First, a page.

4. Personally, I have no problems with dissenting or contrasting views and I think skepticism is healthy. As a published medical researcher, everything we publish is subjected to a peer review process for the sake of the health and safety of the population at large but this thread is different. This thread is about expressing subjective observations with the intention of furthering the enjoyment of our music. The problem I have is with the manner of dissent and the lack of respect and cordiality afforded by certain posters. I feel that nobody here should feel a burden to prove what they are hearing and that anyone expressing their observations about pieces of equipment should be taken as sincere until proven otherwise. If there are those who demand charts and graphs, then you’re at the wrong thread because something like an Audio Precision APx555 costs north of $30k and so none of us are going to own this kind of equipment. While @diecaster should have the freedom to express his views, certainly, his post on another thread makes his intentions here very suspect: https://www.computeraudiophile.com/forums/topic/35129-a-novel-way-to-massively-improve-the-sq-of-the-microrendu-ultrarendu/?page=26&tab=comments#comment-892419 With regards to the “flat-earthers” comment, the irony of this statement is that it is the overly technical, chart demanding, engineer-types who are generally the flat-earthers since they hold fast to their old and tired theories and insist that this or that can’t possibly make a difference instead of actually taking a listen for themselves to see if their theories should be revised. For better or worse, this closed-mindedness has never been the mantra of this thread. As for the longevity of this thread, it has exceeded any expectations I ever had for it and as Rajiv posted, it is indeed surprising to note how many people have participated and how many tune in, whether it be for entertainment reasons or otherwise. If I may be so bold to offer my own reasons for its longevity, I believe it is due to: 1. Rajiv’s very capable stewardship. Any way you slice it, this thread is a jumbo hot mess with no real direction except to find any and all means possible to improve our audio setups and so I take some responsibility for this as I chose to look this thread as a personal think tank when I first started it. Regardless, keeping this thread flowing to have kept the interest of so many has been no easy task and Rajiv has done a better job with it than I ever could have. Furthermore, the index Rajiv created has been invaluable. 2. This thread is not really about the OP or any one person, it’s about the collective contributions of the CA community at large and I know of no other thread anywhere like it. While not everything that has been discussed here has passed muster or has passed the test of time, I do believe it is because of the open-mindedness of its participants to try new things and share their findings that our audio setups today are better than they were before this thread was started. 3. Cordiality and respect. No one wants to tune in to a thread full of haters. While this thread can be criticized for being over-exuberant at times, I think most of us enjoy seeing someone else succeed in their audio journey and in so doing, hopefully, we all learn something new along the way. The day this thread becomes about “no way that would work” or “no way you’re hearing what your hearing” is the day this thread should be retired.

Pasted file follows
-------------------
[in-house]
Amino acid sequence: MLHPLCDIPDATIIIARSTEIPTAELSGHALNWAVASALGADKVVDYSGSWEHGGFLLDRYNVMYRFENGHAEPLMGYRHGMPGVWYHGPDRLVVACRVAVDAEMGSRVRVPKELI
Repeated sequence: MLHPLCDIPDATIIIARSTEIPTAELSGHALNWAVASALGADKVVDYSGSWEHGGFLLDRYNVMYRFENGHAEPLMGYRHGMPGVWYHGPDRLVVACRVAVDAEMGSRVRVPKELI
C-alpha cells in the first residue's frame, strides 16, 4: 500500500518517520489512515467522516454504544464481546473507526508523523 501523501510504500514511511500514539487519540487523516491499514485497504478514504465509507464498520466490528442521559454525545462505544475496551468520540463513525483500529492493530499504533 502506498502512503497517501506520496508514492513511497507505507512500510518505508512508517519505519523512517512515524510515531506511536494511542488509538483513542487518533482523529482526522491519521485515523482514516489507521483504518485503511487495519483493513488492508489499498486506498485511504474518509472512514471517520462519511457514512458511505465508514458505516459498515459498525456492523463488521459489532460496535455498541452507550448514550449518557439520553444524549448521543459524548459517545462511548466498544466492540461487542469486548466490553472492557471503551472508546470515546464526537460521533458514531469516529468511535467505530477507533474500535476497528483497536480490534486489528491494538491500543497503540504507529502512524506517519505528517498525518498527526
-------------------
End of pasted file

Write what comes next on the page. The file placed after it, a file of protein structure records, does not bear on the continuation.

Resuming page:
5. I never said your DAC is no good because it’s NOS and so if you somehow inferred that, than I apologize. But my claims are valid and I stand behind them. As I stated, NOS and oversampling DACs aspire to different things and in the ideal world, I believe we each would desire to faithfully recreate the original analog waveform if we could and not just get the best out of the digital recording. The problem is with the execution and there are successes and failures on both sides. I can name plenty of NOS DACs that sound better than oversampling DACs and visa versa. I used to own a TotalDac d1-monobloc, an R2R NOS DAC that to this day is the 2nd best sounding DAC I have ever owned. NOS DACs are known for their musicality and I imagine that your NOS DAC excels in that virtue, otherwise, you wouldn’t be extolling it. However, both from a conceptual and experiential standpoint, I prefer to oversample and I believe there are ways to oversample today to gain the advantages of resolution while still maintaining musicality, but that’s just me and so this statement shouldn’t be looked at as some gospel truth. There is no way to know if someone will like a DAC based on its topology or its stat line alone and so maybe I would be floored by your DAC given the chance to evaluate it but resolution is the inherent limitation of NOS DACs and that isn’t BS. Ultimately, resolution is only one factor and I concede that in the big picture, musicality, as we each define it, is the more important factor. Peace.